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ISME J. 2010 Apr;4(4):542-52. doi: 10.1038/ismej.2009.138. Epub 2009 Dec 24.

Crenarchaeol dominates the membrane lipids of Candidatus Nitrososphaera gargensis, a thermophilic group I.1b Archaeon.

Author information

1
Department of Marine Organic Biogeochemistry, NIOZ Royal Netherlands Institute for Sea Research, Den Burg, The Netherlands. apitcher@nioz.nl

Abstract

Analyses of archaeal membrane lipids are increasingly being included in ecological studies as a comparatively unbiased complement to gene-based microbiological approaches. For example, crenarchaeol, a glycerol dialkyl glycerol tetraether (GDGT) with a unique cyclohexane moiety, has been postulated as biomarker for ammonia-oxidizing Archaea (AOA). Crenarchaeol has been detected in Nitrosopumilus maritimus and 'Candidatus Nitrosocaldus yellowstonii' representing two of the three lineages within the Crenarchaeota containing described AOA. In this paper we present the membrane GDGT composition of 'Candidatus Nitrososphaera gargensis', a moderately thermophilic AOA, and the only cultivated Group I.1b Crenarchaeon. At a cultivation temperature of 46 degrees C, GDGTs of this organism consisted primarily of crenarchaeol, its regioisomer, and a novel GDGT. Intriguingly, 'Ca. N. gargensis' is the first cultivated archaeon to synthesize substantial amounts of the crenarchaeol regioisomer, a compound found in large relative abundances in tropical ocean water and some soils, and an important component of the TEX(86) paleothermometer. Intact polar lipid (IPL) analysis revealed that 'Ca. N. gargensis' synthesizes IPLs similar to those reported for the Goup I.1a AOA, Nitrosopumilus maritimus SCMI, in addition to IPLs containing uncharacterized headgroups. Overall, the unique GDGT composition of 'Ca. N. gargensis' extends the known taxonomic distribution of crenarchaeol synthesis to the Group I.1b Crenarchaeota, implicating this clade as a potentially important source of crenarchaeol in soils and moderately high temperature environments. Moreover, this work supports the hypothesis that crenarchaeol is specific to all AOA and highlights specific lipids, which may prove useful as biomarkers for 'Ca. N. gargensis'-like AOA.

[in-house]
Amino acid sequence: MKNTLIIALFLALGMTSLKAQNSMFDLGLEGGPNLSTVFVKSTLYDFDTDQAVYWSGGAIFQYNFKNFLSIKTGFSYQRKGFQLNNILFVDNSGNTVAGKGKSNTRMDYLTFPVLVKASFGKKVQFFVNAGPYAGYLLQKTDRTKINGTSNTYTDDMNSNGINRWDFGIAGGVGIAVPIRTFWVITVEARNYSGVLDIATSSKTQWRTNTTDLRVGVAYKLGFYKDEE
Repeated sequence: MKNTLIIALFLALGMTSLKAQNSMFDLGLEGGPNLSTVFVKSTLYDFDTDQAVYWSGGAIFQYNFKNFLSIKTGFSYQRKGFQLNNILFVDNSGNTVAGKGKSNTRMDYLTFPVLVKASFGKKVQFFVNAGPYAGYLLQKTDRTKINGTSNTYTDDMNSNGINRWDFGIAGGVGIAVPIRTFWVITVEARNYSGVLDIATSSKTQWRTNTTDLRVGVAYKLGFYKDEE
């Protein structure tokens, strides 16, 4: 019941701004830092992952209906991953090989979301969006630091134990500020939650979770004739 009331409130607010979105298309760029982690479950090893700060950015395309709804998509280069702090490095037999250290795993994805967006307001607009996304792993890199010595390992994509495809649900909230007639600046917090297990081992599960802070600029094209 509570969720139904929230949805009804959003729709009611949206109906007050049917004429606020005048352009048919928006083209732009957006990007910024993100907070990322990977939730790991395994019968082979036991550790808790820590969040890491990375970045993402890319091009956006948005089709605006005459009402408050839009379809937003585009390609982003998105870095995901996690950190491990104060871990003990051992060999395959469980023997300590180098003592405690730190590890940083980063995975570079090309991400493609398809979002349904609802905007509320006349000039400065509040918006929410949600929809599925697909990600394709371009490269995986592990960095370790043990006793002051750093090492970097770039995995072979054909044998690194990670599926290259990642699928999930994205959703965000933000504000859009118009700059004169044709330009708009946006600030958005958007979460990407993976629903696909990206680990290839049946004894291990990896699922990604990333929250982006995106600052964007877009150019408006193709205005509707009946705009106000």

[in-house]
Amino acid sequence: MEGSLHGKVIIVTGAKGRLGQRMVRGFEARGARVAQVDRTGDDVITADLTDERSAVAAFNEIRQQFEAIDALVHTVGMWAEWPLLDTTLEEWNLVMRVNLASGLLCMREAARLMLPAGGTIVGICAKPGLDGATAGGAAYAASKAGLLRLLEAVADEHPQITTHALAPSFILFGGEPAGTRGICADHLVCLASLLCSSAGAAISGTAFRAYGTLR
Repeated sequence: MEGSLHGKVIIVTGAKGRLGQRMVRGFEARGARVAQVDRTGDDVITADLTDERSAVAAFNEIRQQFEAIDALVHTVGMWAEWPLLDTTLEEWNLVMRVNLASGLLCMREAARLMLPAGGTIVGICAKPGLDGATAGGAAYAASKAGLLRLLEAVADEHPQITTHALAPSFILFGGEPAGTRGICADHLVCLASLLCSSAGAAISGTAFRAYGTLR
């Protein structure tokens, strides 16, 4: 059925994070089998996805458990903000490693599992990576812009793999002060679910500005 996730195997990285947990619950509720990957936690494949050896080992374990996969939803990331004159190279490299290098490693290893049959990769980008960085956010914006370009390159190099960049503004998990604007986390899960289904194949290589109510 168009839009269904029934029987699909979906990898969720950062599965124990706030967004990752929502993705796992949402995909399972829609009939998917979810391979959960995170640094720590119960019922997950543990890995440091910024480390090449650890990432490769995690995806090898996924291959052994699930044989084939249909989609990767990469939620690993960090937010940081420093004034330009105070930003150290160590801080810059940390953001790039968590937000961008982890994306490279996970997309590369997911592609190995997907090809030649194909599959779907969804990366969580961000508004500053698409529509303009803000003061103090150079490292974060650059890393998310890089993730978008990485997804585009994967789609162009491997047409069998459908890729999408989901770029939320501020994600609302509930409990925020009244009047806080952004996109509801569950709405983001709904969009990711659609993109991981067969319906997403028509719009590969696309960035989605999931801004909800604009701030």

PMID:
20033067
DOI:
10.1038/ismej.2009.138
[Indexed for MEDLINE]

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